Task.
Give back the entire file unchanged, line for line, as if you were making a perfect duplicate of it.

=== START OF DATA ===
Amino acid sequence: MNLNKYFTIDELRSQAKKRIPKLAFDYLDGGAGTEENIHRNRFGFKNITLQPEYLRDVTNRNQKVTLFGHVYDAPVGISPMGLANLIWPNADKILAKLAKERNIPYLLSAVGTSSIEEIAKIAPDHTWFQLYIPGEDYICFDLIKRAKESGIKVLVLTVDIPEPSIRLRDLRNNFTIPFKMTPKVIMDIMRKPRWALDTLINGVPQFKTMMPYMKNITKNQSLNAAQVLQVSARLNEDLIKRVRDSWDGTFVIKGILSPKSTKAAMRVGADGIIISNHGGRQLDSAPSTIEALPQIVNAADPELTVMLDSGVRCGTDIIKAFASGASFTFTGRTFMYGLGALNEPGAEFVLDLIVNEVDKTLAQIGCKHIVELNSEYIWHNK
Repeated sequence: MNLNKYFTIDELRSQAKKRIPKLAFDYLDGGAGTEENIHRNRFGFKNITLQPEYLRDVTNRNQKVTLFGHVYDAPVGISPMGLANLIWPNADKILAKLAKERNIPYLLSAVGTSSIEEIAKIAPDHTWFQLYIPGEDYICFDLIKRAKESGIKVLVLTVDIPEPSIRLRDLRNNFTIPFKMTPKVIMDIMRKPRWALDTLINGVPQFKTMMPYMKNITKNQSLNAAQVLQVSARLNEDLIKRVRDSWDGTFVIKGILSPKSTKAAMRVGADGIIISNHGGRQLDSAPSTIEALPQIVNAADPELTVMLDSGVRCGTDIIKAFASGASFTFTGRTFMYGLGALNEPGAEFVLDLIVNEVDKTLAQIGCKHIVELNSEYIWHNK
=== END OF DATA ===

Amino acid sequence: MNLNKYFTIDELRSQAKKRIPKLAFDYLDGGAGTEENIHRNRFGFKNITLQPEYLRDVTNRNQKVTLFGHVYDAPVGISPMGLANLIWPNADKILAKLAKERNIPYLLSAVGTSSIEEIAKIAPDHTWFQLYIPGEDYICFDLIKRAKESGIKVLVLTVDIPEPSIRLRDLRNNFTIPFKMTPKVIMDIMRKPRWALDTLINGVPQFKTMMPYMKNITKNQSLNAAQVLQVSARLNEDLIKRVRDSWDGTFVIKGILSPKSTKAAMRVGADGIIISNHGGRQLDSAPSTIEALPQIVNAADPELTVMLDSGVRCGTDIIKAFASGASFTFTGRTFMYGLGALNEPGAEFVLDLIVNEVDKTLAQIGCKHIVELNSEYIWHNK
Repeated sequence: MNLNKYFTIDELRSQAKKRIPKLAFDYLDGGAGTEENIHRNRFGFKNITLQPEYLRDVTNRNQKVTLFGHVYDAPVGISPMGLANLIWPNADKILAKLAKERNIPYLLSAVGTSSIEEIAKIAPDHTWFQLYIPGEDYICFDLIKRAKESGIKVLVLTVDIPEPSIRLRDLRNNFTIPFKMTPKVIMDIMRKPRWALDTLINGVPQFKTMMPYMKNITKNQSLNAAQVLQVSARLNEDLIKRVRDSWDGTFVIKGILSPKSTKAAMRVGADGIIISNHGGRQLDSAPSTIEALPQIVNAADPELTVMLDSGVRCGTDIIKAFASGASFTFTGRTFMYGLGALNEPGAEFVLDLIVNEVDKTLAQIGCKHIVELNSEYIWHNK